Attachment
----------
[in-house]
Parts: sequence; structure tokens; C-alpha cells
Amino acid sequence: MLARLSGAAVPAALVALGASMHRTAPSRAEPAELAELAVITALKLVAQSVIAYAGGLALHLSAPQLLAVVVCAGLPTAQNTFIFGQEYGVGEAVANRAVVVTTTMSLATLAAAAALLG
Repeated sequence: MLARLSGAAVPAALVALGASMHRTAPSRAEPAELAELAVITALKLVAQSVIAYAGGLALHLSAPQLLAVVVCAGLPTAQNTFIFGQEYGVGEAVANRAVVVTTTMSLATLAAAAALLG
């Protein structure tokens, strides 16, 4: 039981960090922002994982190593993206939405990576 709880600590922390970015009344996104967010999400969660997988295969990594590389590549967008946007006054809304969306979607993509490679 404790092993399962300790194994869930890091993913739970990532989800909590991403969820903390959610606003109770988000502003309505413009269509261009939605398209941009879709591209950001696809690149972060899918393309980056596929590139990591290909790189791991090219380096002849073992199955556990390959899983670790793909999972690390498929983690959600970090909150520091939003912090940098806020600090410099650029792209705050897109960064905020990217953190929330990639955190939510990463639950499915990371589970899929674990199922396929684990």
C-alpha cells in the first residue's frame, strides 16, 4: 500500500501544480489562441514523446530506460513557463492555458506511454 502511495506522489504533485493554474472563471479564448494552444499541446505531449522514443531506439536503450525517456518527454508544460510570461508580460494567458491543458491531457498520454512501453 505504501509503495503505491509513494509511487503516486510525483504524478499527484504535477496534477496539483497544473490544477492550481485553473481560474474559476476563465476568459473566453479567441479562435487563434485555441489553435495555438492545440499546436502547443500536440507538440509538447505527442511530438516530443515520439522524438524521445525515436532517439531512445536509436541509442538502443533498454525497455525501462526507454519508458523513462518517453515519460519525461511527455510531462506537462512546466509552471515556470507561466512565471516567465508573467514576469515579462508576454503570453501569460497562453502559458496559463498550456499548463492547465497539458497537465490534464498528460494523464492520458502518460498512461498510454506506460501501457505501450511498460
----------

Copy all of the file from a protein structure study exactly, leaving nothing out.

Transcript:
[in-house]
Parts: sequence; structure tokens; C-alpha cells
Amino acid sequence: MLARLSGAAVPAALVALGASMHRTAPSRAEPAELAELAVITALKLVAQSVIAYAGGLALHLSAPQLLAVVVCAGLPTAQNTFIFGQEYGVGEAVANRAVVVTTTMSLATLAAAAALLG
Repeated sequence: MLARLSGAAVPAALVALGASMHRTAPSRAEPAELAELAVITALKLVAQSVIAYAGGLALHLSAPQLLAVVVCAGLPTAQNTFIFGQEYGVGEAVANRAVVVTTTMSLATLAAAAALLG
């Protein structure tokens, strides 16, 4: 039981960090922002994982190593993206939405990576 709880600590922390970015009344996104967010999400969660997988295969990594590389590549967008946007006054809304969306979607993509490679 404790092993399962300790194994869930890091993913739970990532989800909590991403969820903390959610606003109770988000502003309505413009269509261009939605398209941009879709591209950001696809690149972060899918393309980056596929590139990591290909790189791991090219380096002849073992199955556990390959899983670790793909999972690390498929983690959600970090909150520091939003912090940098806020600090410099650029792209705050897109960064905020990217953190929330990639955190939510990463639950499915990371589970899929674990199922396929684990």
C-alpha cells in the first residue's frame, strides 16, 4: 500500500501544480489562441514523446530506460513557463492555458506511454 502511495506522489504533485493554474472563471479564448494552444499541446505531449522514443531506439536503450525517456518527454508544460510570461508580460494567458491543458491531457498520454512501453 505504501509503495503505491509513494509511487503516486510525483504524478499527484504535477496534477496539483497544473490544477492550481485553473481560474474559476476563465476568459473566453479567441479562435487563434485555441489553435495555438492545440499546436502547443500536440507538440509538447505527442511530438516530443515520439522524438524521445525515436532517439531512445536509436541509442538502443533498454525497455525501462526507454519508458523513462518517453515519460519525461511527455510531462506537462512546466509552471515556470507561466512565471516567465508573467514576469515579462508576454503570453501569460497562453502559458496559463498550456499548463492547465497539458497537465490534464498528460494523464492520458502518460498512461498510454506506460501501457505501450511498460